I’m intrigued by subtext and, in particular, the space between the words in a novel.
Yet perhaps the most perfect example of this is not in a novel at all, but in a movie. It’s the little miracle that is Roman Holiday, starring a luminous Audrey Hepburn as a stifled princess. Gorgeous Gregory Peck plays against type as a distinctly dodgy expat newspaperman. They don’t have a Happy Ever After ending, either. Yet its perfect, mostly because of that extra layer of meaning.
Why Subtext in Roman Holiday is Interesting for Novelists
It is with great sadness that we mark the passing of our very dear friend, Annie Ashurst,
who, as Sara Craven, was a worldwide bestseller and beloved by thousands of fans.
Annie will be much missed by her many friends in the RNA and elsewhere, for her wit,
her brilliant mind (she won Mastermind) and for the kindness and support she offered to so many. She was also, of course, a terrific writer from whom we all learned.
RIP dear Annie
Bonfire night and Halloween will be over by the time you read this. [And yes, I do know that the proper spelling is Hallowe’en, but the internet doesn’t cope well with apostrophes, so I’ve had to use the non-apostrophe spelling variant.]
Bonfire night, for all its somewhat gory associations, is at least a British tradition.
But Halloween? That Trick Or Treat abomination that seems to be everywhere? Rant time.
Writing for a reader is how I finished my very first book. That probably sounds strange, after my heartfelt blog about writing for one’s own inner reader. But the truth is that, although I’d been writing all my life, the very first book I finished was written for a particular reader.
If asked to name a Highland Regiment, many people would think of The Black Watch, though it’s by no means the oldest; that title belongs to The Royal Scots. But Sophie’s recent post about the reel of the 51st (Highland) Division reminded me of two other famous regiments that we have come to know by the amalgamated title of The Argyll and Sutherland Highlanders.
There were originally two separate regiments: the 91st (Argyllshire) Regiment, raised in 1794 by the Duke of Argyll; and the 93rd (Sutherland Highlanders) Regiment raised by the Countess of Sutherland in 1799.
We’ve had an exceptionally busy week at Casa Libertà.
Joanna had serious train travel and a full diary, while still reluctantly convalescent. Sophie had much writing – blogging, a magazine article and catching up with belated Amazon reviews of recently-read books – together with a trip to see Wilde’s A Woman of No Importance.
Above all, we were running up to part two of our Sparkle editing workshop, otherwise known as Bling it Up. So we spent Friday on a full day’s dress rehearsal before Saturday when the curtain went up. Continue reading →
My Inner Reader and Editing have rather taken over my life in the last few months. This is for a range of reasons. The reasons were all pleasant – or , at least, interesting. But her arrival was a surprise. And, as it turns out, a game changer.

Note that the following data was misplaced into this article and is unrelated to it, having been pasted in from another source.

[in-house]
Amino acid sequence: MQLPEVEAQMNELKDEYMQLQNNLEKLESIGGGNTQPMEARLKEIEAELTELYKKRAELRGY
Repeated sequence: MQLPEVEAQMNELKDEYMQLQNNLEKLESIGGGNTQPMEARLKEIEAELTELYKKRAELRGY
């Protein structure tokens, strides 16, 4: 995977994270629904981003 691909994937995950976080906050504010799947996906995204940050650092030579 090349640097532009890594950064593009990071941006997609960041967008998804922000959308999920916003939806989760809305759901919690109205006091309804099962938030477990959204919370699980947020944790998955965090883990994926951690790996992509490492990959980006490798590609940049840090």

We all do it — fall in love with someone else’s hero. We always have. Robin Hood. Ivanhoe. Mr Darcy. John Thornton. Raoul de Valmy.
Also, in my case, Brian de Bois Guilbert, Humphrey Beverley, Faramir and Captain Carrot. I like geeks, loners and oddballs. Even those with the occasional dash of villainy, at least as long as I could redeem them. What can I say?
Indeed, I’d go so far as to say that a heart-stopping hero constitutes a good slug of the fun of fiction. Continue reading →
Apologies for the tongue-in-cheek title to this post. I’m guessing that if I had headed it “Stirling Castle and James V”, quite a few of our readers would have said, “Who he?”
He is James V, King of Scots. Yes, he was the father of the rather better-known Mary, Queen of Scots.
James V and Stirling Castle had quite a relationship. (And did you know that the mound on which the castle sits is actually an extinct volcano?)
Both these images represent James V. In the statue, he has a long flowing beard, like an Old Testament prophet, ready to usher in a golden age for Scotland. In the portrait, he has his normal neat beard and gorgeous clothes.
He didn’t make it to prophet status. James died when he was just 30, leaving one legitimate child (Mary), who was only 6 days old. James also left at least 9 illegitimate children, so he was definitely neither saint nor prophet 😉 Continue reading →
For some time now, people have been asking me to write about what copy editors do and why they’re important. This is a companion piece to last year’s little trot through the origins and history of publishers’ editing: “What Editors Do”.
Why now? I have just actually been reviewing the copy editor’s changes on the text of my new book. So the mind is focused on what I did and what it felt like.
I should point out that, like my blog on editors, this is highly personal. Though I have also drawn on conversations with copy editors and a great talk, some years ago at an RNA Chapter, by jay Dixon, a trained copy editor. Continue reading →